"It embodies the view that religious institutions may be distinctive only insofar as they stay in their place — in the pews, in the pulpit, at the altar. It reflects a troubling tendency to impose ideological sameness and conformity in the public sphere, to insist that all groups and associations act like the government, in the service of the government's goals."
Bravo, and thanks for sticking up for the rest of us who naturally cannot compartmentalize our lives between the pews and the rest of the world which we are exorted to go out into the world to love and serve the Lord.
Posted by: CK | Feb 15, 2012 7:13:15 PM
The part you excerpt has an odd mix of reasonable-sounding argument ("It is true that not all those who object in good faith to the community's laws can or should be accommodated. It is also true that, in a pluralistic society, everyone sees his or her tax dollars used by governments for some programs and purposes they oppose") and overly heated rhetoric ("A crucial thing to remember, both about the mandate and the promised adjustments-to-come, is that it is deeply un-American in its hostility to diversity and pluralism in civil society").
Posted by: Andrew MacKie-Mason | Feb 15, 2012 9:29:29 PM
"A crucial thing to remember, both about the mandate and the promised adjustments-to-come, is that it is un-American in its hostility to diversity and pluralism in civil society"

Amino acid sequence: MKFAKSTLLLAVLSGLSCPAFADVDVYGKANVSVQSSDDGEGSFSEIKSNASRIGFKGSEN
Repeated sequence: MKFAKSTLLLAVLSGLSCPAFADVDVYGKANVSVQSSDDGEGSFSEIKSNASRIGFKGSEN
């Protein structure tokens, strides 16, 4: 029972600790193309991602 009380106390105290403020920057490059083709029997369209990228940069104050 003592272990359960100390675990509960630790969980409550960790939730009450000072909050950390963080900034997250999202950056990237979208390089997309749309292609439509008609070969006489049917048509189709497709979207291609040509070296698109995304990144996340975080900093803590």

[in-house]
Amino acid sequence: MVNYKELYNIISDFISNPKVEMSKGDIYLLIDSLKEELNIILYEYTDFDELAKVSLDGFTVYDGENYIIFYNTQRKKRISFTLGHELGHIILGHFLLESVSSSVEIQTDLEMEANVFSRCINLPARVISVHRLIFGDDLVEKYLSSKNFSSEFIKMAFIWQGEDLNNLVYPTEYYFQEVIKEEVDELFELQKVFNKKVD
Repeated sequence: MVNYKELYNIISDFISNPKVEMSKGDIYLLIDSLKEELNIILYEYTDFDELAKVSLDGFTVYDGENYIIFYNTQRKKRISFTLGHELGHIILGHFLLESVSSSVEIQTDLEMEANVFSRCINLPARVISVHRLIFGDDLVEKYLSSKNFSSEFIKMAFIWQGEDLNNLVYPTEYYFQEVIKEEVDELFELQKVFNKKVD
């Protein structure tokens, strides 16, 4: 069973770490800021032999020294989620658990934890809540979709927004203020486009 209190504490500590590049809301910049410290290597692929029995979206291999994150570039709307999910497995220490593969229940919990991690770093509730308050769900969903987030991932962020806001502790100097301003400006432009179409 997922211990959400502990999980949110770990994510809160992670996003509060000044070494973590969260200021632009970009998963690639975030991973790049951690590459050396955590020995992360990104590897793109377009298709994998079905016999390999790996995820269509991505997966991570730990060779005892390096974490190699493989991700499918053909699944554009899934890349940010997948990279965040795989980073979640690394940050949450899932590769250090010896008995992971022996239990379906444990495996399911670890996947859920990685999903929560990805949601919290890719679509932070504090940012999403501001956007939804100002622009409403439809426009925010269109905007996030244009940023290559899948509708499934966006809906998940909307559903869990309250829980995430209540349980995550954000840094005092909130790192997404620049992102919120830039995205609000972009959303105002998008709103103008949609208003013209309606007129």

Would that be adequately heated rhetoric?
Posted by: Mike | Feb 15, 2012 9:34:23 PM
Andrew, actually, both parts you quote are both entirely reasonable and just the right temperature.
Posted by: Rick Garnett | Feb 15, 2012 11:13:05 PM
A question: to the best of my knowledge and belief, the health insurance policies provided by Catholic institutions cover vasectomies even if they do not cover (or seek not to cover) contraceptive pills. I have not seen many explicit references to this aspect of birth control (none, actually)in the conversations about birth control that have centered around the HHS mandates. Is my presumption correct that a Catholic employer would and should take the same position about coverage of vasectomies as it takes about coverage for contraceptive pills? This does not seem to have been the case up until now, although I am certainly subject to correction on this.
Posted by: Ellen Wertheimer | Feb 16, 2012 2:06:17 PM
Surely you mean "the health insurance policies provided by *some* Catholic institutions cover vasectomies". Notre Dame's, for example, does not cover "elective sterilization" which would presumably include vasectomies. If nothing else, this is probably an area where it is difficult (or at least not productive) to generalize.
Posted by: Mike | Feb 16, 2012 2:26:12 PM
I stand corrected. My question, put perhaps less generally is this: do those Catholic employers whose insurance does not cover contraception such as The Pill likewise exclude vasectomies from coverage?
If the answer for a given institution is that vasectomies are covered, while medical contraception is not, then the question becomes one of why the policy differs.
Posted by: Ellen Wertheimer | Feb 16, 2012 5:18:45 PM
"both parts you quote are both entirely reasonable and just the right temperature."
I would think that coming down on the other side of what you seem to acknowledge is a difficult balancing test wouldn't qualify as "deeply un-American." But I realize some people see that rhetoric as something to be tossed around at the slightest provocation.
Posted by: Andrew MacKie-Mason | Feb 16, 2012 6:49:41 PM